My Mom dug up a bunch of picture books she had saved and gave them to my kids, and among them was a book called “A Book About Me” that I had as a 7-year old. This was a printed book with questions for a child to document (according to the book subtitle) “stories and pictures about my favorite real and make-believe things.” So it was like keeping a diary, but being prompted on the subject matter. My 7-year old daughter looked it over quickly, and I have to agree with her assessment that her handwriting is much better than mine was.
But I was fascinated by this. If I was 7 years old, I had been diagnosed with diabetes for 2 years - what did I think about diabetes as a kid? I cannot remember. Maybe “A Book About Me” would have some answers.
Unfortunately, I must not have thought about diabetes at all, or maybe the book didn’t ask the right questions.
The book was a lot of fill-in-the blank stuff and room for pictures, like “I wish I had a flying ____ to ride. Here are some pictures of where I would go.” The pages included my magic wishes and assumed I would wish for a flying something, to own a store, and to have a zoo animal. I had filled in the blanks, as directed, in scratchy pencil. (I wanted a jaguar for a pet.)
It does look like I was fixated on sweets when I wrote that I would like to eat “giant sundaes” for dessert, and if I had a store I would sell “ice cream, cakes, pies with fruit filling.” That makes sense, because in those days I got one shot of NPH insulin in the morning, then I was instructed not to eat sweets. Dessert was probably something I really wanted, but I never wrote why, as in “if not for this accursed autoimmune disease I would eat eat giant sundaes every day!” Oh yeah, I was 7 years old and I answered the questions in a just-the-facts manner. I was not going to be that introspective.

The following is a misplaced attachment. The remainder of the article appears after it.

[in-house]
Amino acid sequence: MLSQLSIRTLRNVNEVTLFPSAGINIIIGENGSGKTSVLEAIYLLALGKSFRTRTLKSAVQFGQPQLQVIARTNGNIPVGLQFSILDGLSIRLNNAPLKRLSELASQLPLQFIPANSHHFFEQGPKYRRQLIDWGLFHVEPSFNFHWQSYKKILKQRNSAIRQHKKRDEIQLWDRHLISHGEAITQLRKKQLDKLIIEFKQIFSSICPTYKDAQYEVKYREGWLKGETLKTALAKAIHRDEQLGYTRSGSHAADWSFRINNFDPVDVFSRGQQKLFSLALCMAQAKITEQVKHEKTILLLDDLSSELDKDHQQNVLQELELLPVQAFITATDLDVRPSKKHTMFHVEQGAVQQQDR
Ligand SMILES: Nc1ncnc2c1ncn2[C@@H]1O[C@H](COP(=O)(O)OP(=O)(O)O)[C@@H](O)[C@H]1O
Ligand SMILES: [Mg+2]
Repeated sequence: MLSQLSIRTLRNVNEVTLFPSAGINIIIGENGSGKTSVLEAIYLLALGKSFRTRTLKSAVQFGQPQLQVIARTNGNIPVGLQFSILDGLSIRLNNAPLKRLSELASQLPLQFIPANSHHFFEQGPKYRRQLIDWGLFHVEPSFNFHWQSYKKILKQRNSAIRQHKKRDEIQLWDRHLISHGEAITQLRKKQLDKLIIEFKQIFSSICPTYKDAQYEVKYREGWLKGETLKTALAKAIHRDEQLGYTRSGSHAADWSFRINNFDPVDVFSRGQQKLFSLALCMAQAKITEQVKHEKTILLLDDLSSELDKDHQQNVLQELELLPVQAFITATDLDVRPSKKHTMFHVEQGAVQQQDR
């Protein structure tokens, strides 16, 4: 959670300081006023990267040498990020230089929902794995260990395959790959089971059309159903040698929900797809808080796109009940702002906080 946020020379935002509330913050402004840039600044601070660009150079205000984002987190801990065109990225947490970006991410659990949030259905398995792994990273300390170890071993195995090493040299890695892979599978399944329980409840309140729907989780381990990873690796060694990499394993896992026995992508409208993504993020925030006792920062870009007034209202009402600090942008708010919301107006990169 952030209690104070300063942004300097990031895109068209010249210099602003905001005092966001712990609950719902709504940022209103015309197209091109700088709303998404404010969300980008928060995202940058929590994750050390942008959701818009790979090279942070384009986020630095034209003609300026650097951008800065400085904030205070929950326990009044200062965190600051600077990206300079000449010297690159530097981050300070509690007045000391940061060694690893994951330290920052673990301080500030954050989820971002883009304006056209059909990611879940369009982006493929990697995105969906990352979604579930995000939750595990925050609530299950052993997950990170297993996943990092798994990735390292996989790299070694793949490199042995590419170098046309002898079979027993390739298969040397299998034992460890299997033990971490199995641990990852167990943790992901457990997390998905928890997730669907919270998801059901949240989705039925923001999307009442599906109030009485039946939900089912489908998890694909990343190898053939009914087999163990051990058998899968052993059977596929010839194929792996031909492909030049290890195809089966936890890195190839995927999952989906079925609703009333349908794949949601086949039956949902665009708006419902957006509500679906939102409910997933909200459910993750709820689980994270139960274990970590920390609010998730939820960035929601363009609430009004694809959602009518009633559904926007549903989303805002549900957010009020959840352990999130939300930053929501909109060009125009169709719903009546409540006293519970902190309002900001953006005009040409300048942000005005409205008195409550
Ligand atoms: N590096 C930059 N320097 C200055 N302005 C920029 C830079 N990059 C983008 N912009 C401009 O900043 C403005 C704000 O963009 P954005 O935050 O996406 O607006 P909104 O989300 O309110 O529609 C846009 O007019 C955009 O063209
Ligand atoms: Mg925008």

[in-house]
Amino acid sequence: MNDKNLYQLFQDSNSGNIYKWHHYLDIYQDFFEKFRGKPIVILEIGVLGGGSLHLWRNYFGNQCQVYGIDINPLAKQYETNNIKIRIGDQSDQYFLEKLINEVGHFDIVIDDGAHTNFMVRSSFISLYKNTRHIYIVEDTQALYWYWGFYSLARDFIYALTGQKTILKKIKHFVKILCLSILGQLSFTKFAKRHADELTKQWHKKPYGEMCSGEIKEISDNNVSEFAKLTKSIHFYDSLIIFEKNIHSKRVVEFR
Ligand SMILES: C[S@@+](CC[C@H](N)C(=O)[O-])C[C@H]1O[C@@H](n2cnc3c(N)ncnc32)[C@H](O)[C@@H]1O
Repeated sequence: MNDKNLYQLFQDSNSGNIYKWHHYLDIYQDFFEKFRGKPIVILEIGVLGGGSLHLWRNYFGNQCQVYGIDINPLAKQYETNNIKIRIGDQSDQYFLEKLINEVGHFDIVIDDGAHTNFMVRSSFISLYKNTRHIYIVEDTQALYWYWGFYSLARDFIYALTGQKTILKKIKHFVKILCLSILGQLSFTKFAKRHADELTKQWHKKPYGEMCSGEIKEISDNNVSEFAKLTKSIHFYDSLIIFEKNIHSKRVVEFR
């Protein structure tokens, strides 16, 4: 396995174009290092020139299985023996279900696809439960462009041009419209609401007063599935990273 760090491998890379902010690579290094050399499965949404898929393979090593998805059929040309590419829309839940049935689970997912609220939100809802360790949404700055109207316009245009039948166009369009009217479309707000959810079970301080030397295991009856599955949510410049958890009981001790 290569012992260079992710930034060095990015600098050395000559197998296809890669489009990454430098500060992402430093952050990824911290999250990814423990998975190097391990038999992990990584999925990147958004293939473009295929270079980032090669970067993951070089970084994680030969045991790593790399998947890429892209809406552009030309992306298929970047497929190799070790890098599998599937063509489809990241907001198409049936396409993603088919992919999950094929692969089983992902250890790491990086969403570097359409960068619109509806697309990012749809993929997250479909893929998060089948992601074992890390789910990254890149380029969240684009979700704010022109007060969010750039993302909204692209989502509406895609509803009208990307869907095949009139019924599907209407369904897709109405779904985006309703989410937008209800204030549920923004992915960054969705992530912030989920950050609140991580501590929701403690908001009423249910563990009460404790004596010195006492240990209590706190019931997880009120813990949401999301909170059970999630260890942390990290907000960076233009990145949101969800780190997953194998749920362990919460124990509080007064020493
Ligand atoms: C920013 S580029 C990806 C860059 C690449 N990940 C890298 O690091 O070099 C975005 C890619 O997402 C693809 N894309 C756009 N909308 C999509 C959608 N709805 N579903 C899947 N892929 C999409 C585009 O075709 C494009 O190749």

The book points out a missed financial opportunity. Along with ice cream my store would sell “computers and mechincal [sic] robots.” I wrote this in 1978, but didn’t get to meet Steven Jobs in time to make my fortune. There were sections for me to write down details about myself, but at the time I thought it was important only to note that I liked to play baseball, swim and bike. And my hair was brown.
I turned the pages, and found my third magic wish near the end! The book assumed this was to have “A Million Dollars.” Did I wish for a cure for diabetes? No. Here are the prompts, with my responses (misspellings intact):
If I had a million dollars, I would buy "a big house and then I would get mareed and I wouldn’t have babys so I would not hafto spend more of my muny the end."
I would give some of it to "the por kids."
I would save some of it for “valyuable things.”
Although I was apparently an unimaginative kid (creative spelling aside) I was right on with the part about not having kids and spending money. If only I had followed my own advice.
So this was disappointing, but I shouldn’t be surprised by my responses. Although I am always impressed with how clever my kids can be at times, it is not yet possible to have a “deep” conversation. I was no different. I know how I might answer many of those questions differently today, but in 1978, diabetes was apparently not an important part of how I saw myself. Maybe that’s a good thing, though.